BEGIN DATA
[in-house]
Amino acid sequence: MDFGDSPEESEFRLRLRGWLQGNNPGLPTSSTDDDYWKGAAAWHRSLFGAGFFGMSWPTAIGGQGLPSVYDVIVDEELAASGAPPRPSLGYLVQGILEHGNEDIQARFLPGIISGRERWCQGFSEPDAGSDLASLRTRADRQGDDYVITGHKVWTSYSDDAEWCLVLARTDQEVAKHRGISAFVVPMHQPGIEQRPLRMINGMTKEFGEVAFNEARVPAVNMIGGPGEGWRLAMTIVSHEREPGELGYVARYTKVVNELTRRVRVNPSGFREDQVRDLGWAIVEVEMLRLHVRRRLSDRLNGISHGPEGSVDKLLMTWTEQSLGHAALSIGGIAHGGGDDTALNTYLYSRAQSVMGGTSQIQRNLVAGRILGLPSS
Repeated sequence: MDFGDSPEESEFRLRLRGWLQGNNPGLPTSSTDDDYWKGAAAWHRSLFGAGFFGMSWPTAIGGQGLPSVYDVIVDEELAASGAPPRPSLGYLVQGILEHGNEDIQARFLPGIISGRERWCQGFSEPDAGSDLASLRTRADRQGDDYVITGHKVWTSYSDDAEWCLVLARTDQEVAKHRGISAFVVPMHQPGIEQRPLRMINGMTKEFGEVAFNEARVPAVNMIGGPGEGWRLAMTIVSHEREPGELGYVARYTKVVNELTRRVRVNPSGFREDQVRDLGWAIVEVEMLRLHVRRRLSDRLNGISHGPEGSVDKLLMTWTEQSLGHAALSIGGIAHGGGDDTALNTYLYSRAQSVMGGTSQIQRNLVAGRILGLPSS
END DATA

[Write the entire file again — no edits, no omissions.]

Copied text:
[in-house]
Amino acid sequence: MDFGDSPEESEFRLRLRGWLQGNNPGLPTSSTDDDYWKGAAAWHRSLFGAGFFGMSWPTAIGGQGLPSVYDVIVDEELAASGAPPRPSLGYLVQGILEHGNEDIQARFLPGIISGRERWCQGFSEPDAGSDLASLRTRADRQGDDYVITGHKVWTSYSDDAEWCLVLARTDQEVAKHRGISAFVVPMHQPGIEQRPLRMINGMTKEFGEVAFNEARVPAVNMIGGPGEGWRLAMTIVSHEREPGELGYVARYTKVVNELTRRVRVNPSGFREDQVRDLGWAIVEVEMLRLHVRRRLSDRLNGISHGPEGSVDKLLMTWTEQSLGHAALSIGGIAHGGGDDTALNTYLYSRAQSVMGGTSQIQRNLVAGRILGLPSS
Repeated sequence: MDFGDSPEESEFRLRLRGWLQGNNPGLPTSSTDDDYWKGAAAWHRSLFGAGFFGMSWPTAIGGQGLPSVYDVIVDEELAASGAPPRPSLGYLVQGILEHGNEDIQARFLPGIISGRERWCQGFSEPDAGSDLASLRTRADRQGDDYVITGHKVWTSYSDDAEWCLVLARTDQEVAKHRGISAFVVPMHQPGIEQRPLRMINGMTKEFGEVAFNEARVPAVNMIGGPGEGWRLAMTIVSHEREPGELGYVARYTKVVNELTRRVRVNPSGFREDQVRDLGWAIVEVEMLRLHVRRRLSDRLNGISHGPEGSVDKLLMTWTEQSLGHAALSIGGIAHGGGDDTALNTYLYSRAQSVMGGTSQIQRNLVAGRILGLPSS